Almost a year ago now, I wrote up an entry about the techie-hit Firefox extension AllPeers in which I chided AllPeers’ creators for making it a Firefox extension rather than a stand-alone application. Their response touched off a rather overly-circuitous and belabored series of posts entitled “What Does ‘Web Paradigm Mean, Anyway?’” (parts 1, 2, 3, and 4). In those posts, I tried to counter AllPeers brain Matt’s position that enabling a browser-based paradigm required his application to run within the browser itself. From the post entitled More on AllPeers: Firefox vs. Standalone:
But I’d be unhappy to see AllPeers pack up its bags, move out of Firefox and set up shop on its own. I want to run AllPeers views in tabs alongside webpages. I want to use the Firefox auto-update mechanism to get new versions. I want to move from a view of my local media files to a webpage, then press the back button to return to my media view. And so on. Plus we have a bunch of ideas for future AllPeers features that make a seamless meshing with the web browser even more vital.
Through my rambling, I attempted to show that - while the web is no longer just HTML in a browser - attempting to write applications such as AllPeers as a browser extension is destined to be a long-term disaster, with multiple unforseen consequences, and potentially leading to the re-creation of an operating system within a browser. Witness, for example, the ridiculousness of adding system tray icon support to Firefox so that your browser can keep running in the background even after you close it just to support AllPeers.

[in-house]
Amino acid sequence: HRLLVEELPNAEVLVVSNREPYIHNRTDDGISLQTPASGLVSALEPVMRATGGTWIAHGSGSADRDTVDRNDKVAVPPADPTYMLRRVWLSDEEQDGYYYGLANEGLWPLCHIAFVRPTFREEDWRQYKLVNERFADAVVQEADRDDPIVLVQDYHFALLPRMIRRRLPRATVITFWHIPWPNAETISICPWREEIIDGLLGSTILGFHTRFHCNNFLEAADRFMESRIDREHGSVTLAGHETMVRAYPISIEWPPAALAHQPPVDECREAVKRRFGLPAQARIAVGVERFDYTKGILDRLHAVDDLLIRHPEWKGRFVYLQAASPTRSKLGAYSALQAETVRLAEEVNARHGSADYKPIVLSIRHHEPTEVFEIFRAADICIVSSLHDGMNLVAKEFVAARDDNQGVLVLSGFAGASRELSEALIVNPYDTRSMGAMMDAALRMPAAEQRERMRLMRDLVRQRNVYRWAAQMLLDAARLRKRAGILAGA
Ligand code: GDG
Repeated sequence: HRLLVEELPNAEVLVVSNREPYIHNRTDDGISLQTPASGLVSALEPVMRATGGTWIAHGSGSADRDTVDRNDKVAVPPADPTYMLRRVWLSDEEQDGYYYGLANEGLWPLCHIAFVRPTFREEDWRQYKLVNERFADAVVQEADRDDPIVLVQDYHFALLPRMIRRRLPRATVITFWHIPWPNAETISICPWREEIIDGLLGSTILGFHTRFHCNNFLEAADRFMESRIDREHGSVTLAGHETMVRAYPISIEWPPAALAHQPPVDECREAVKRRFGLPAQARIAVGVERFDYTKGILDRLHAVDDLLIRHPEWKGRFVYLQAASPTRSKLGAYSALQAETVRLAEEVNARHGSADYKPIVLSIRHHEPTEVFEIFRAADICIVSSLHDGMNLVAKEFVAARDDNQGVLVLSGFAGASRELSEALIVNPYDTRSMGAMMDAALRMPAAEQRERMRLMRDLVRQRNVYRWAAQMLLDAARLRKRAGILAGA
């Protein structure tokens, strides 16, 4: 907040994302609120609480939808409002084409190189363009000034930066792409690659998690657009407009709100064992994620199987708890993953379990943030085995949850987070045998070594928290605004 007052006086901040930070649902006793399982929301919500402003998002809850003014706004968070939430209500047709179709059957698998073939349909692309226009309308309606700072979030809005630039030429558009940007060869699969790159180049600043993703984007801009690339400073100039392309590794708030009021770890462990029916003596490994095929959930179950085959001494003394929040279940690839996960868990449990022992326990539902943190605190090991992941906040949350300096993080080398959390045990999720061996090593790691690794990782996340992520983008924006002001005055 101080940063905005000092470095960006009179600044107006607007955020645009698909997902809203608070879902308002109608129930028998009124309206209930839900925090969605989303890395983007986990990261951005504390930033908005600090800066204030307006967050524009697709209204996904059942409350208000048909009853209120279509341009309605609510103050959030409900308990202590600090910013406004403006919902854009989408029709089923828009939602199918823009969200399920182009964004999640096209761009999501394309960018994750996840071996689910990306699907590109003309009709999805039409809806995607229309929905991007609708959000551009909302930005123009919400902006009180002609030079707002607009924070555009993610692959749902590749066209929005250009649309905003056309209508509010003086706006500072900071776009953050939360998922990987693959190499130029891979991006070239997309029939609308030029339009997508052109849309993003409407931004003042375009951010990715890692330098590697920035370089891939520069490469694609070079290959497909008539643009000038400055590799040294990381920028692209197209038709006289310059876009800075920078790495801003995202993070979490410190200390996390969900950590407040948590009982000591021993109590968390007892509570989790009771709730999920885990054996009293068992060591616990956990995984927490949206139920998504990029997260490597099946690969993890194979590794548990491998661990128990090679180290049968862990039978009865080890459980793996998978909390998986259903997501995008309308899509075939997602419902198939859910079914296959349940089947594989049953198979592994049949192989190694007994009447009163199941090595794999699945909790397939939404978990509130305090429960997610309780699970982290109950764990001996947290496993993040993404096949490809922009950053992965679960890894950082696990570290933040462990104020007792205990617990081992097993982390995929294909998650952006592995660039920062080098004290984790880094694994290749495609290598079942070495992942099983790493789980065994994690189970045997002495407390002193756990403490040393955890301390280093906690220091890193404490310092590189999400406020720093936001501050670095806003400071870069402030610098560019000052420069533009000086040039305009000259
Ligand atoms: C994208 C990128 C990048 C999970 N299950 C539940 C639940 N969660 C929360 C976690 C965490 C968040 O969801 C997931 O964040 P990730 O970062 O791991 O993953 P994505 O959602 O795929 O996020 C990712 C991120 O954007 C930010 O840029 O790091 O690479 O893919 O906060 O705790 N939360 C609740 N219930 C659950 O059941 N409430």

Instead, I posited a world where our ability to write complex web applications is supported by frameworks like XULRunner or .NET or Java, where we can benefit from high-level web-enabled abstractions but with the tremendous work already done for us by the operating system underneath. The user interface could then be whatever we wanted - a shell extension, a fat-client application, or even an extension in the browser!
It seems that eight months later, the lightbulb has come on - perhaps due in no small part to the challenges faced by creating an extension beyond the scope of what an extension should be, or perhaps due to voices other than my own minor chittering having finally suggested it. Matt now sees the elegance of a stand-alone “headless” AllPeers client that uses a browser extension as the user interface. Go for it! Your product will be infinitely more stable, powerful, and usable.
I wish I could have been more lucid in my previous writings so maybe this point would have been reached sooner. I have high hopes for AllPeers as a peer-to-peer system, but I have yet to install it because I fear its complexity potentially breaking the ever-so-fundamental piece of software that is my browser. Give me process isolation and I’ll have the bits before you can say “darknet.”